Instructions:

  1. Assign a research question related to a real-world problem.
  2. Explain to students that they will share their findings in an oral presentation.
  3. Discuss your expectations for presentations with students (e.g., presenters [individual, pairs, or small groups]; length; level of formality; structure; technology use). Decisions about each of these elements should be aligned with desired learning outcomes and available class time.
  4. Involve students in setting rubric criteria for assessing the presentations.

Variations:

  • Students can video record their presentations and post them to myCourse.
  • Students can present to small groups of peers rather than to the entire class. The listening members of the small group can summarize main points and report them to the larger class.
  • Students can prepare PechaKucha style presentations. See:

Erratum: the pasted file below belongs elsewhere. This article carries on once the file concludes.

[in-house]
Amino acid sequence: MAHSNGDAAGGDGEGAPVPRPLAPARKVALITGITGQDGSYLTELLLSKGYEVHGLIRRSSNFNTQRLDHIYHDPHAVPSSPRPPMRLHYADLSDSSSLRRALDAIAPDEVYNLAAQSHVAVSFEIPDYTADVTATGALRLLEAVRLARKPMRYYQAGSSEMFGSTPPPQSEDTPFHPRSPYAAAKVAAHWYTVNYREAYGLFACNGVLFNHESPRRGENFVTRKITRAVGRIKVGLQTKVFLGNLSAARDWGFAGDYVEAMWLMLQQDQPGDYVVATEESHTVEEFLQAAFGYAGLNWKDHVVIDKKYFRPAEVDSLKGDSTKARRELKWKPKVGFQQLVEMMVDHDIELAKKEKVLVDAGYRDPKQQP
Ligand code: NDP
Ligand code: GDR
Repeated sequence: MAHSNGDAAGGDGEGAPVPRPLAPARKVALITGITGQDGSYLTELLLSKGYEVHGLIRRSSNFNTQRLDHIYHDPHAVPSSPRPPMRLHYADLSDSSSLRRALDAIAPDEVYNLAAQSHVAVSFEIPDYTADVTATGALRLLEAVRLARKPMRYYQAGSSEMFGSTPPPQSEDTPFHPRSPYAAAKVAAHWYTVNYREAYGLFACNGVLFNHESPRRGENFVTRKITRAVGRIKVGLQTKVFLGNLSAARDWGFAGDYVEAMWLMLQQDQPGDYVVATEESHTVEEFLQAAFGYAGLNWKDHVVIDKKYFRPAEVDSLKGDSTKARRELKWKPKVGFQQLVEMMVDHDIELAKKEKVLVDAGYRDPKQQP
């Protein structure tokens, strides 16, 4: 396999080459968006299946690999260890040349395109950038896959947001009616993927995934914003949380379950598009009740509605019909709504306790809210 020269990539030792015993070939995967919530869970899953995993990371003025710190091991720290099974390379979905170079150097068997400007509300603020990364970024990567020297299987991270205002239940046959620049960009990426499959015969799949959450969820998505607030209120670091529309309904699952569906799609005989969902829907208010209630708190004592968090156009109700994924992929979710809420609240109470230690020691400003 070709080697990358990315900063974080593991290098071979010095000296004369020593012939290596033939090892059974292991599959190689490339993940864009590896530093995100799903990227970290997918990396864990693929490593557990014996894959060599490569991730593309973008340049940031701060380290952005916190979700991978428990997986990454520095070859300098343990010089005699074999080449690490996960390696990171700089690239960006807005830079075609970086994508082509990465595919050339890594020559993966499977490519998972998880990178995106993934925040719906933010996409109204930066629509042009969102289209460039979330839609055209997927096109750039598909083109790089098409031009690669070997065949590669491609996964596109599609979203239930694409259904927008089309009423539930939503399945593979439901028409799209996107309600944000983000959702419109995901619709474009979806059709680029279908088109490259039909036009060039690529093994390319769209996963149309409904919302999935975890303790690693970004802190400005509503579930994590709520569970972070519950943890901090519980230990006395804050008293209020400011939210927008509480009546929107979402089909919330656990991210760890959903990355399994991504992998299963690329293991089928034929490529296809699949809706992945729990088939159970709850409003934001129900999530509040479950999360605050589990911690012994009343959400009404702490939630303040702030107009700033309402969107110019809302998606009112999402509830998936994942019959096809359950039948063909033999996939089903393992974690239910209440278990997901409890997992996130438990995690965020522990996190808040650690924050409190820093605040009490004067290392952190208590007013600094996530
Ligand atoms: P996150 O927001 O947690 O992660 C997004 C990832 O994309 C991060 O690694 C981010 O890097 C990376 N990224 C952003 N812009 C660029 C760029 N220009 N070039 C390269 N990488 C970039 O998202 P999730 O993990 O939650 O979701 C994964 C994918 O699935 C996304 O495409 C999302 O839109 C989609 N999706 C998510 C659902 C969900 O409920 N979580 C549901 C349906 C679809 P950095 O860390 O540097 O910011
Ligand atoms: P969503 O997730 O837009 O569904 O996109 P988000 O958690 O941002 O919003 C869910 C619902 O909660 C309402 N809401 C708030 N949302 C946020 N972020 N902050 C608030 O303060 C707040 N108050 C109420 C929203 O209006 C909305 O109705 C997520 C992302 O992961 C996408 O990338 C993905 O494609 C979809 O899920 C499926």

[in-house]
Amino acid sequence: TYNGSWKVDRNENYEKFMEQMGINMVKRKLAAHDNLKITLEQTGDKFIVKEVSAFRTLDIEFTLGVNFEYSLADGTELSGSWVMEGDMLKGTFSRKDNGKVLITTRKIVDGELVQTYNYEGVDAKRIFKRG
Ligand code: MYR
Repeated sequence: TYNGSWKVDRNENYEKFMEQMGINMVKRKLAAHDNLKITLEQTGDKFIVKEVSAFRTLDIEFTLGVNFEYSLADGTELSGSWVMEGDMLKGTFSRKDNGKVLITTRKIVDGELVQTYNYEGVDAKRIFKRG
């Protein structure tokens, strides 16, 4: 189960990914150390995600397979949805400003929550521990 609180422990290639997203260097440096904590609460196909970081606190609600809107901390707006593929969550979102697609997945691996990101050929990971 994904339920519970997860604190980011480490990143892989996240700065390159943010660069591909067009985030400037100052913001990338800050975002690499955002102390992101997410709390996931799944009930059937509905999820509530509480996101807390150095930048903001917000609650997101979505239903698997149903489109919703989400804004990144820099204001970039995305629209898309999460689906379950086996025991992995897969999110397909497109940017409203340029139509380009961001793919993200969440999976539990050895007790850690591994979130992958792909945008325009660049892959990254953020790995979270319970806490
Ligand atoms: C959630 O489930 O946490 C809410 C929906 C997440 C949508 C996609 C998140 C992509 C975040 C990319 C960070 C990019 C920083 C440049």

Edwards, R. L., (2010, Nov. 3). Pecha Kucha in the classroom: Tips and strategies for better presentations. Remixing the Humanities. <http://remixhumanities.wordpress.com/2010/11/03/pecha-kucha-in-the-classroom-tips-and-strategies-for-better-presentations/>.

Jones, J. B. (2009, Nov. 2). Challenging the presentation paradigm (in 6 minutes, 40 seconds): Pecha Kucha. ProfHacker: The Chronicle of Higher Education. <http://chronicle.com/blogs/profhacker/challenging-the-presentation-paradigm-in-6-minutes-40-seconds-pecha-kucha/22807>.

PechaKucha 20 images ×20 seconds. <http://www.pechakucha.org/>

Simulations

Online adaptation: Possible in Zoom and myCourses Discussions (video uploads)

A person, system or computer program demonstrates an action, symptom or scenario that illustrates a problem.